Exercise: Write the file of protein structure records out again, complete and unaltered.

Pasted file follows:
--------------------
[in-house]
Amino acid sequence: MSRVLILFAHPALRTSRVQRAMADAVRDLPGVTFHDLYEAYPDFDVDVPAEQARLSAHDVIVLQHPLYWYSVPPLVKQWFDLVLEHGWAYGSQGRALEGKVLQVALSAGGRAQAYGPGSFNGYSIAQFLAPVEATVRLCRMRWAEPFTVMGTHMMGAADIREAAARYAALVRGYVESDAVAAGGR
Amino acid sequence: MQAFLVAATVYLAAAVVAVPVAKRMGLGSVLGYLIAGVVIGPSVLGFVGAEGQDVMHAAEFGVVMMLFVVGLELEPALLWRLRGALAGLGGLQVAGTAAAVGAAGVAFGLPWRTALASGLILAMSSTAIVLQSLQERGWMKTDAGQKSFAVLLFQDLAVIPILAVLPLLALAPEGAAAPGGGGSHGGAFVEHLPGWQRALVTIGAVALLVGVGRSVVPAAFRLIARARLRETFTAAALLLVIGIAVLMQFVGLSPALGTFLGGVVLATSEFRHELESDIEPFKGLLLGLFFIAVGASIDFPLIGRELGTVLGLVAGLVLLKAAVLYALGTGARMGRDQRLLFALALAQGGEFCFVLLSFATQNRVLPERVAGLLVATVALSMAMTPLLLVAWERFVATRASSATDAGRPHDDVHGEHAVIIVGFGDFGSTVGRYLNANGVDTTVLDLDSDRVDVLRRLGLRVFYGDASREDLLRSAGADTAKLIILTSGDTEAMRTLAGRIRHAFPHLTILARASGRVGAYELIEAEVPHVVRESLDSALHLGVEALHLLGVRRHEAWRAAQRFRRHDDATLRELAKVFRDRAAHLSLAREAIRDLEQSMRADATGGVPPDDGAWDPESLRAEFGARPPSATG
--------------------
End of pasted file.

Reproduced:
[in-house]
Amino acid sequence: MSRVLILFAHPALRTSRVQRAMADAVRDLPGVTFHDLYEAYPDFDVDVPAEQARLSAHDVIVLQHPLYWYSVPPLVKQWFDLVLEHGWAYGSQGRALEGKVLQVALSAGGRAQAYGPGSFNGYSIAQFLAPVEATVRLCRMRWAEPFTVMGTHMMGAADIREAAARYAALVRGYVESDAVAAGGR
Amino acid sequence: MQAFLVAATVYLAAAVVAVPVAKRMGLGSVLGYLIAGVVIGPSVLGFVGAEGQDVMHAAEFGVVMMLFVVGLELEPALLWRLRGALAGLGGLQVAGTAAAVGAAGVAFGLPWRTALASGLILAMSSTAIVLQSLQERGWMKTDAGQKSFAVLLFQDLAVIPILAVLPLLALAPEGAAAPGGGGSHGGAFVEHLPGWQRALVTIGAVALLVGVGRSVVPAAFRLIARARLRETFTAAALLLVIGIAVLMQFVGLSPALGTFLGGVVLATSEFRHELESDIEPFKGLLLGLFFIAVGASIDFPLIGRELGTVLGLVAGLVLLKAAVLYALGTGARMGRDQRLLFALALAQGGEFCFVLLSFATQNRVLPERVAGLLVATVALSMAMTPLLLVAWERFVATRASSATDAGRPHDDVHGEHAVIIVGFGDFGSTVGRYLNANGVDTTVLDLDSDRVDVLRRLGLRVFYGDASREDLLRSAGADTAKLIILTSGDTEAMRTLAGRIRHAFPHLTILARASGRVGAYELIEAEVPHVVRESLDSALHLGVEALHLLGVRRHEAWRAAQRFRRHDDATLRELAKVFRDRAAHLSLAREAIRDLEQSMRADATGGVPPDDGAWDPESLRAEFGARPPSATG